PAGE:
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Robot Set Helps Teach Math and Science

Can robots teach math? That's what RobotsLab is promoting with the release of its latest robotics product, the Box, a kit of hardware and curriculum intended to teach Algebra 1 and 2, physics, geometry, trigonometry, and pre-calculus for grades seven through 12. The Box comes in two versions, one for $3,500, which includes four robots, a tablet computer that acts as the control station, accessories, and 50 lessons and quizzes. A "Deluxe" Box, which is $3,999, includes access to additional lessons throughout the year and an extended warranty.

Each lesson is an app on the tablet that controls the robots in the package. Every module comes with an instructional video, a touch-based lesson, a quiz, and additional teaching materials. For example, a robotic ball is used in lessons on quadratic equations, statistics, and probability; a robotic arm helps teach geometry lessons on triangles and angles as well as trig lessons on arc, length, sine, and cosine; and a "quadcopter" provides physics lessons in gravity, acceleration, and frame of reference.

 
RobotsLab's Box kits enable teachers to use robots to illustrate math concepts.
 

According to one lesson, the robots are used to "expose scientific principles providing a bridge between the abstract topics and the real world." In order to solve quizzes, the students have to work through equations, come to an understanding of physical forces, and perform scientific investigation.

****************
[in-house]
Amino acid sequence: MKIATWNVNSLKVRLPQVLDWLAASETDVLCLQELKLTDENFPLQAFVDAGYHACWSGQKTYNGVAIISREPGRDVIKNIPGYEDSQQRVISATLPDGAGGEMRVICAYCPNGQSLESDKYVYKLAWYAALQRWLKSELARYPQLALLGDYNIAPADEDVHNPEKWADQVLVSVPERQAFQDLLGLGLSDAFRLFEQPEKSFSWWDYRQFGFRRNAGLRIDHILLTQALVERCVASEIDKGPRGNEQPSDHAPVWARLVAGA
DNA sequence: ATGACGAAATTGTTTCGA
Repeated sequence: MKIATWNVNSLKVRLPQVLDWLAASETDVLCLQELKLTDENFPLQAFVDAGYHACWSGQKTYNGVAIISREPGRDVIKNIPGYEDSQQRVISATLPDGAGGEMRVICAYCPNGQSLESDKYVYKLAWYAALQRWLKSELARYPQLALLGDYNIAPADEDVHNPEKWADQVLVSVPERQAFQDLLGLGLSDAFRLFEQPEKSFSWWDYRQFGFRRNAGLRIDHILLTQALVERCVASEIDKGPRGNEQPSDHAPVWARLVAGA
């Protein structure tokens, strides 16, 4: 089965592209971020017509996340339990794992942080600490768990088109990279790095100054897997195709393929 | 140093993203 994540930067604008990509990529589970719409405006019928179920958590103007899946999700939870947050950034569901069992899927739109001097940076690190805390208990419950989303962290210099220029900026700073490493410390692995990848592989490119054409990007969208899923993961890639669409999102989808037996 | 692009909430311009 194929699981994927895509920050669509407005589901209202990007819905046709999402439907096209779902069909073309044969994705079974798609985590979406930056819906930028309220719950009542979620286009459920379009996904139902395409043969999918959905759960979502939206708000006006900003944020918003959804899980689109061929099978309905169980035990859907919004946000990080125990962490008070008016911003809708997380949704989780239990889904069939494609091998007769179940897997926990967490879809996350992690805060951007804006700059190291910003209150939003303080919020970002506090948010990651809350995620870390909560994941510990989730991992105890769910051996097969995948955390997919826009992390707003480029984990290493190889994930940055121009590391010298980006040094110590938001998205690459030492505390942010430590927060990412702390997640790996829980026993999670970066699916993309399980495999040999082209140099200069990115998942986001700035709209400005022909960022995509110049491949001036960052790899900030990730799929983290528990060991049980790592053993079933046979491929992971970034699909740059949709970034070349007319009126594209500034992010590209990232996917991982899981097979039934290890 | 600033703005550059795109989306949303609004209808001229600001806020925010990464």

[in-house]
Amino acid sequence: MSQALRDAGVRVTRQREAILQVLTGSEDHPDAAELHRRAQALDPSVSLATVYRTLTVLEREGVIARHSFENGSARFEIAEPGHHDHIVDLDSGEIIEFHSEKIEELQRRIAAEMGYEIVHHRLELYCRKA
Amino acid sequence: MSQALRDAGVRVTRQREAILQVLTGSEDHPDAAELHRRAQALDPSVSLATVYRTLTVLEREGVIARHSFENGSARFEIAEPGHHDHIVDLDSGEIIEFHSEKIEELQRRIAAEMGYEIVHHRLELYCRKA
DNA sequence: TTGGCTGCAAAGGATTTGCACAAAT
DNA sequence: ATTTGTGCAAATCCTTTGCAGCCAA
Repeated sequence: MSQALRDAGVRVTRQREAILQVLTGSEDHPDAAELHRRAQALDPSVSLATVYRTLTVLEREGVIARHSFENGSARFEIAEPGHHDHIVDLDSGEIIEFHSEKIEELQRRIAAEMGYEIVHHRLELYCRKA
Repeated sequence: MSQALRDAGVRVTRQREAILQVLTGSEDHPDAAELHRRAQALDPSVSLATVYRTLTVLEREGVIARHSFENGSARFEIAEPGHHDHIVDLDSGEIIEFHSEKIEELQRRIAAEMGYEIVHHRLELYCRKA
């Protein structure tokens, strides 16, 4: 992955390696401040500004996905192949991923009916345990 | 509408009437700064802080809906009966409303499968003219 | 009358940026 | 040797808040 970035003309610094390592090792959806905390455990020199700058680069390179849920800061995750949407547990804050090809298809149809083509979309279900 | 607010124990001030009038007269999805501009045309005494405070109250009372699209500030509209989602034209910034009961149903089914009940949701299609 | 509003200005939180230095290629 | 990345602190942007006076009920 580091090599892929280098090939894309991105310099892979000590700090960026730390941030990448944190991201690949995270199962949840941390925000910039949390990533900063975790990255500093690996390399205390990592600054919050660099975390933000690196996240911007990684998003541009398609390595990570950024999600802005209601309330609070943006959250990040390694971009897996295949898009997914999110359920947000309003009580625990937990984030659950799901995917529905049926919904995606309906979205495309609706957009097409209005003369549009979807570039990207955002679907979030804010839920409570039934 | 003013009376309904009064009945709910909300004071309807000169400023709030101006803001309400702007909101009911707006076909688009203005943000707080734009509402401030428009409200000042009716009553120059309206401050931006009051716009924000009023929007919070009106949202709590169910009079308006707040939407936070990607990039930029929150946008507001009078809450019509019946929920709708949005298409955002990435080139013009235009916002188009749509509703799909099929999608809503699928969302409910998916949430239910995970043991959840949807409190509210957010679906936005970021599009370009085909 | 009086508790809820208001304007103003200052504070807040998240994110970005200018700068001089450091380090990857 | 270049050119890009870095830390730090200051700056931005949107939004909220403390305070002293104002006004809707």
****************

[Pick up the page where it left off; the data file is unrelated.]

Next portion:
The content has been vetted by a panel of teachers who reviewed, experienced, and tested the courses before the Box was launched. "You can open the Box, turn-on the preloaded tablet, and within minutes explain quadratic equations with a Quadcopter," said reviewer Peter Stone, a professor at the University of Texas, Austin."You don't need to be experienced with robotics or have a degree in computer science--just an enthusiasm for your subject area."

According to the company, the lessons align with Common Core State Standards as well as the standards mandated by the Texas Education Agency.

About the Author

Dian Schaffhauser is a writer who covers technology and business for a number of publications. Contact her at dian@dischaffhauser.com.

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